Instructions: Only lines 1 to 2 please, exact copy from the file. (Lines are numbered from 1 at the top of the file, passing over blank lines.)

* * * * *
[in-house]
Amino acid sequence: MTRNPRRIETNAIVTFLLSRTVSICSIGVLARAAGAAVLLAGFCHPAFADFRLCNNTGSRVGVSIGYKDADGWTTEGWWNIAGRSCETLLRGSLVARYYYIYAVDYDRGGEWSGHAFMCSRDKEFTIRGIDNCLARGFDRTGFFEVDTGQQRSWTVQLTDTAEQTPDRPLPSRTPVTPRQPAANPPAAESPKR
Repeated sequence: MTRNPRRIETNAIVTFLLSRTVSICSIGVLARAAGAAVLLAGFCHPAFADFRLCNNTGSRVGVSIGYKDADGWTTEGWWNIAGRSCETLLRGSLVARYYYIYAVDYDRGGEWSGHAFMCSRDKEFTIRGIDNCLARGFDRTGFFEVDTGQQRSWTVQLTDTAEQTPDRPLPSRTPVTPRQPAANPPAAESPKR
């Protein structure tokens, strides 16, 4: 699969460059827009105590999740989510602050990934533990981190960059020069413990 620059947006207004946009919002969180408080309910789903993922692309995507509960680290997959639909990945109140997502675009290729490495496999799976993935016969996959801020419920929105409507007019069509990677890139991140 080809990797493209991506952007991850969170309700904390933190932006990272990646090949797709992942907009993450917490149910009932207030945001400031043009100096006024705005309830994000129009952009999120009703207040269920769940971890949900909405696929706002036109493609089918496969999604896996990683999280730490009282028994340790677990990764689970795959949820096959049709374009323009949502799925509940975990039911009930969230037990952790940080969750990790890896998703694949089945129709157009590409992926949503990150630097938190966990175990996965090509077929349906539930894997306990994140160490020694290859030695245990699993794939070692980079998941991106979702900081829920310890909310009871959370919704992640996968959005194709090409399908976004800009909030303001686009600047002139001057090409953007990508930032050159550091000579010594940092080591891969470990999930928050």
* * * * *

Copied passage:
[in-house]
Amino acid sequence: MTRNPRRIETNAIVTFLLSRTVSICSIGVLARAAGAAVLLAGFCHPAFADFRLCNNTGSRVGVSIGYKDADGWTTEGWWNIAGRSCETLLRGSLVARYYYIYAVDYDRGGEWSGHAFMCSRDKEFTIRGIDNCLARGFDRTGFFEVDTGQQRSWTVQLTDTAEQTPDRPLPSRTPVTPRQPAANPPAAESPKR